The main study area was North Inlet, in Georgetown, South Carolina (Figure 1a). North Inlet has been the site of multidisciplinary ecological research for about 50 years. The intertidal marshes here consist of 29 km2 of monospecific stands of Spartina alterniflora punctuated by about 121 km of creeks. S. alterniflora possesses long-lived, perennial rhizomes that produce a new crop of stems annually. The mild winters allow for year-round growth, though growth of the newly emergent crop of stems is greatly reduced until milder, brighter conditions prevail in springtime and summer.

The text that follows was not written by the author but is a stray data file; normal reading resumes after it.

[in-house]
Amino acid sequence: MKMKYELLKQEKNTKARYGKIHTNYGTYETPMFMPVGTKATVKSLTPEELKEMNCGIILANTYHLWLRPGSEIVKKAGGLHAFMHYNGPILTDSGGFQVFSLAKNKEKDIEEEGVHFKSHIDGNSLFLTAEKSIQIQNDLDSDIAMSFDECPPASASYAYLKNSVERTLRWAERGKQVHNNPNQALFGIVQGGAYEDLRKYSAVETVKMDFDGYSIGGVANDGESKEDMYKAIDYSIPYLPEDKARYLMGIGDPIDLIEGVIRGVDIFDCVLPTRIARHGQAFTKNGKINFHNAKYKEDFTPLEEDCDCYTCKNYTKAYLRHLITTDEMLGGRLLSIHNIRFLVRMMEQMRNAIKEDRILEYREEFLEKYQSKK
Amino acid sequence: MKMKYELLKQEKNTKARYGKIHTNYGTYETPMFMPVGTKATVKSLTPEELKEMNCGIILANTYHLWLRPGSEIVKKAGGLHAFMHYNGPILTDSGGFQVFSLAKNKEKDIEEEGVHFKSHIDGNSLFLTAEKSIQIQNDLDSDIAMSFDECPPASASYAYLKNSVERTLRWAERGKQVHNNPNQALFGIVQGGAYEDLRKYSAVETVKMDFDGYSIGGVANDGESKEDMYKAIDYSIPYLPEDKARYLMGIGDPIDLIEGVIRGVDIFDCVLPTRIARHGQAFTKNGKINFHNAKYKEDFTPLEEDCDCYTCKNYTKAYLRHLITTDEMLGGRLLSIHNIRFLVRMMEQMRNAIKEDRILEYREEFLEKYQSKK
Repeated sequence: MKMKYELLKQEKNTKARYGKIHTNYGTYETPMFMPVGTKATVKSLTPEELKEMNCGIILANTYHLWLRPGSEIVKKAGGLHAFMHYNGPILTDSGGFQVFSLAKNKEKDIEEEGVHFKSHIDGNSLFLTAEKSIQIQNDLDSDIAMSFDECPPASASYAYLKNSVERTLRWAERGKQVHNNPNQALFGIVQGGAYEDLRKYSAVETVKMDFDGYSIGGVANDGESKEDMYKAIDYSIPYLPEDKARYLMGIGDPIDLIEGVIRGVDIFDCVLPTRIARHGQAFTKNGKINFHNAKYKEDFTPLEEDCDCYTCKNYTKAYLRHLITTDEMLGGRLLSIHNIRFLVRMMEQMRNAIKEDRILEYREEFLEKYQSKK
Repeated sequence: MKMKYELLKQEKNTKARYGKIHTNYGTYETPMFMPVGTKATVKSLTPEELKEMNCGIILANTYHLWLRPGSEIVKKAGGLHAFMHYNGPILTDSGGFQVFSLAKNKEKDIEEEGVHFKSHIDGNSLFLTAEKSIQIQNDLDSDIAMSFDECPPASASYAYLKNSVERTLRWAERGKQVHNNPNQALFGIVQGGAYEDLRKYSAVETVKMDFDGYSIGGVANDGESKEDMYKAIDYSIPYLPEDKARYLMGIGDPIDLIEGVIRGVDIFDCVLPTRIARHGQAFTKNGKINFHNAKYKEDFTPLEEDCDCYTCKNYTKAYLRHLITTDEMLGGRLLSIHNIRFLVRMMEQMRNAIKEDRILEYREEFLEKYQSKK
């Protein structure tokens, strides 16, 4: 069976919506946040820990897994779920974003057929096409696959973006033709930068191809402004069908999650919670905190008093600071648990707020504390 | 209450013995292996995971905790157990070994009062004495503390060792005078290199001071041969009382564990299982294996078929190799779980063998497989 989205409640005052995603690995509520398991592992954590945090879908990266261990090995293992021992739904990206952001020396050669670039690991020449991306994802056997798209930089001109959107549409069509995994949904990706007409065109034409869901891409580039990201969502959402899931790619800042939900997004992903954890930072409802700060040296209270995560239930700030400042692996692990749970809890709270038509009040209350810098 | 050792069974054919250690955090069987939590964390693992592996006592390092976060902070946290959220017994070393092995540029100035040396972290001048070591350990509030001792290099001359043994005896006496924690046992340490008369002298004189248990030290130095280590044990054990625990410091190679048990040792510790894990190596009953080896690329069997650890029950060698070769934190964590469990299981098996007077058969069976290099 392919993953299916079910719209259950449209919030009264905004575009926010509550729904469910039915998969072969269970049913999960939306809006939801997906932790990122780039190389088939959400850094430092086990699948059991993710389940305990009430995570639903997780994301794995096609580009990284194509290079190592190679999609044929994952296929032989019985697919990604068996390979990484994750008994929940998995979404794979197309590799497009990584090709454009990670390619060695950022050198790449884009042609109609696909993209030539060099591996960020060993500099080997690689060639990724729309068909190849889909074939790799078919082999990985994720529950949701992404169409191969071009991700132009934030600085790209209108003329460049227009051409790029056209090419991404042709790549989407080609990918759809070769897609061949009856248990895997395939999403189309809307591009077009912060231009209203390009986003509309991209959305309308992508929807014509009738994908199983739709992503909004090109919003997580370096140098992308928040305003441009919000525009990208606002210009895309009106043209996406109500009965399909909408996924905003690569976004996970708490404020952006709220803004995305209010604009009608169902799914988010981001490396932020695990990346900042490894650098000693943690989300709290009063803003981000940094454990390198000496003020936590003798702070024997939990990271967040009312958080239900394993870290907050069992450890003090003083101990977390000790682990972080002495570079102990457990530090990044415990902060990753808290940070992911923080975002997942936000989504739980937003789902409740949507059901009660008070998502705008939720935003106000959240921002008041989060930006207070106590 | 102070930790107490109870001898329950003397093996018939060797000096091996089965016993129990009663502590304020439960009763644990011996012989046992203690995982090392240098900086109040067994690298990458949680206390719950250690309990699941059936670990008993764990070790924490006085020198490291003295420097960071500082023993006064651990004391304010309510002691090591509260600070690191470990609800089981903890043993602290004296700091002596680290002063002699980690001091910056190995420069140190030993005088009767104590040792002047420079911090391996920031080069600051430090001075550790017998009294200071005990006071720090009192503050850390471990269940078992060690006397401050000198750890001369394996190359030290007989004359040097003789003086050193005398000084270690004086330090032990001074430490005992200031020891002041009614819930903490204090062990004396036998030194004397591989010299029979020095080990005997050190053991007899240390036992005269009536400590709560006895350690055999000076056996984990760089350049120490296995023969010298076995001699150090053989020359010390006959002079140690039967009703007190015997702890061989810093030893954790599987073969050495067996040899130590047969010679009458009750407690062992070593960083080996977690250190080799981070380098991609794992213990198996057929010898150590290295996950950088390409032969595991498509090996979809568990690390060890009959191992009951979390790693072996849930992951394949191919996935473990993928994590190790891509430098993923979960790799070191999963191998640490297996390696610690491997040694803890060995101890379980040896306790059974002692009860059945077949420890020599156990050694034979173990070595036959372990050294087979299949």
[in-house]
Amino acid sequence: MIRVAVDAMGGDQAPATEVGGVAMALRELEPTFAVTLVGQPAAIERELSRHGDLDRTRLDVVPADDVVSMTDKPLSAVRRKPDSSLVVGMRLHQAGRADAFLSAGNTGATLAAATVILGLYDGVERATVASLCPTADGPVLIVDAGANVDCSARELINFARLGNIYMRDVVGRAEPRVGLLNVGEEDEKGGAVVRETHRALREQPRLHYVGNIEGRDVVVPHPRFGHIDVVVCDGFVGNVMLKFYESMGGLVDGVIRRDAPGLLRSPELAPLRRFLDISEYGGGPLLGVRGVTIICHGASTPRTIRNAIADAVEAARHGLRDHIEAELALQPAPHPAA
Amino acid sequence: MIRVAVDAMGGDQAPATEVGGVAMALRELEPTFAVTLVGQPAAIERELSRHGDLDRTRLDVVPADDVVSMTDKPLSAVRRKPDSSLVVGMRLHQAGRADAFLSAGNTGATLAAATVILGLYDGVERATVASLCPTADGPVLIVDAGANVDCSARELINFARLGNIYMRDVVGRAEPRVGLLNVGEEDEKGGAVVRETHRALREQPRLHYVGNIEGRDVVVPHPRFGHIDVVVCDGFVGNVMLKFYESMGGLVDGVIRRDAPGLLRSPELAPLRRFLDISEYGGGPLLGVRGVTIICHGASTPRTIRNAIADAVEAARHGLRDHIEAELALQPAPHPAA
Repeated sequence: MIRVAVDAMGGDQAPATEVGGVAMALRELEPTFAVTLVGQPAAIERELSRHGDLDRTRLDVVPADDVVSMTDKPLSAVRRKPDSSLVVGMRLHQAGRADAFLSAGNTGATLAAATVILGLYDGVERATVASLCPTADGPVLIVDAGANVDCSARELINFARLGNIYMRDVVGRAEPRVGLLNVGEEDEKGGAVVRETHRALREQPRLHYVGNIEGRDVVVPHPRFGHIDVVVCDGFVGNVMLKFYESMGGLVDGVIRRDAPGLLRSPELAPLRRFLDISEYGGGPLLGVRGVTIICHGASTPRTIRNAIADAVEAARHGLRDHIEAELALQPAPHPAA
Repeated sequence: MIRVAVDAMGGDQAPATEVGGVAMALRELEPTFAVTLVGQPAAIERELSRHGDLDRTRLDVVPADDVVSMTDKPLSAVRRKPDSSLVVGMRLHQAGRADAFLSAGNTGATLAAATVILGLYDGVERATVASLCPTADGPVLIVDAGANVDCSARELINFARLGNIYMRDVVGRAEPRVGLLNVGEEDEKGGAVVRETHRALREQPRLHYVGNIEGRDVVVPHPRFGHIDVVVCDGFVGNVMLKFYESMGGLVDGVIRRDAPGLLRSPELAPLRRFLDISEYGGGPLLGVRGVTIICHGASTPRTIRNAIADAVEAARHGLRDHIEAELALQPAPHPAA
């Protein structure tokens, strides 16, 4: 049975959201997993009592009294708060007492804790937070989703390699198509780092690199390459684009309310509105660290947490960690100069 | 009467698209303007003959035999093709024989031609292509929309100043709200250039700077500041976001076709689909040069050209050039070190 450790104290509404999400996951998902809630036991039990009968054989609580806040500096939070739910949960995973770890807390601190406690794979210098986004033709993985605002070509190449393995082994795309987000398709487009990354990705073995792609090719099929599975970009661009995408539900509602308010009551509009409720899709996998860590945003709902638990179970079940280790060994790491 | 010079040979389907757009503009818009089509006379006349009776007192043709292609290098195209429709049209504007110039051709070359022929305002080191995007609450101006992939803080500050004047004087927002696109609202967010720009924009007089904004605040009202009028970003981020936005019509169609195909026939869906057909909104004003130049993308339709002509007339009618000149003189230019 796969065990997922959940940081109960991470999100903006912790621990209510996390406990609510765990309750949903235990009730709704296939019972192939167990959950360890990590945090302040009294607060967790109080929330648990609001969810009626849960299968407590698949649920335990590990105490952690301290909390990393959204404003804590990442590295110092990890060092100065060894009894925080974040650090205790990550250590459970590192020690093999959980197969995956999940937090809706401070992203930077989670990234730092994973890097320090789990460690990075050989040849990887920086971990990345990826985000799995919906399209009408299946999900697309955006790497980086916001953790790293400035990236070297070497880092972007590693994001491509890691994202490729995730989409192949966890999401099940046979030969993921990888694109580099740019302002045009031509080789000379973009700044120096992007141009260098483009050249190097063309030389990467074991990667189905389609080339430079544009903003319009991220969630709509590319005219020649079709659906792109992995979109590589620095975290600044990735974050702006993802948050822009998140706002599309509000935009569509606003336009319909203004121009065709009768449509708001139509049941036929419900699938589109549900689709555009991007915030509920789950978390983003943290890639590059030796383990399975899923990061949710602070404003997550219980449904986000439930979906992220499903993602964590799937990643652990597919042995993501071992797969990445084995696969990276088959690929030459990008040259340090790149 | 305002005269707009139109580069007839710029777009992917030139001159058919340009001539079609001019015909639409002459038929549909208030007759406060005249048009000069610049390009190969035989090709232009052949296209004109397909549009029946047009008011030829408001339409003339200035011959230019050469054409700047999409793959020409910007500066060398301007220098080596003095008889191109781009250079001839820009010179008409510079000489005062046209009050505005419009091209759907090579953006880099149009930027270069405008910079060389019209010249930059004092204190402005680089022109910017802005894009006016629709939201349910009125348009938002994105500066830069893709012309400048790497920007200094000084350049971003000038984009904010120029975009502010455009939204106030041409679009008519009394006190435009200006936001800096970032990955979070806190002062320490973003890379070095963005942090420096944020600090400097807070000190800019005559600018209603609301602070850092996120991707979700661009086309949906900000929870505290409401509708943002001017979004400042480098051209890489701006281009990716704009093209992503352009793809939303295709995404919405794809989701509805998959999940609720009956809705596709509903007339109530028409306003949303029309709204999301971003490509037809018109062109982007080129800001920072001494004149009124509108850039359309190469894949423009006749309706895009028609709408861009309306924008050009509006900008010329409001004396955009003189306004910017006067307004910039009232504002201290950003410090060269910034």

Studies of primary production that begun in 1984 at North Inlet documented that interannual anomalies in mean sea level (MSL) on the order of 5 to 10 cm positively affected the productivity of S. alterniflora [19,20]. The effect on plant growth is thought to be due to variations in the duration (hydroperiod) and frequency of tidal flooding, which are determined largely by the marsh elevation relative to mean high water level (MHW). Primary production in the upper quadrant of the tidal frame (roughly the highest 25% of the intertidal zone) is greater in years of high sea level. This is key to the survival of marshes, because the vegetation traps more sediment and generates greater biovolume when greater flood frequency and duration enhance vegetative growth [6].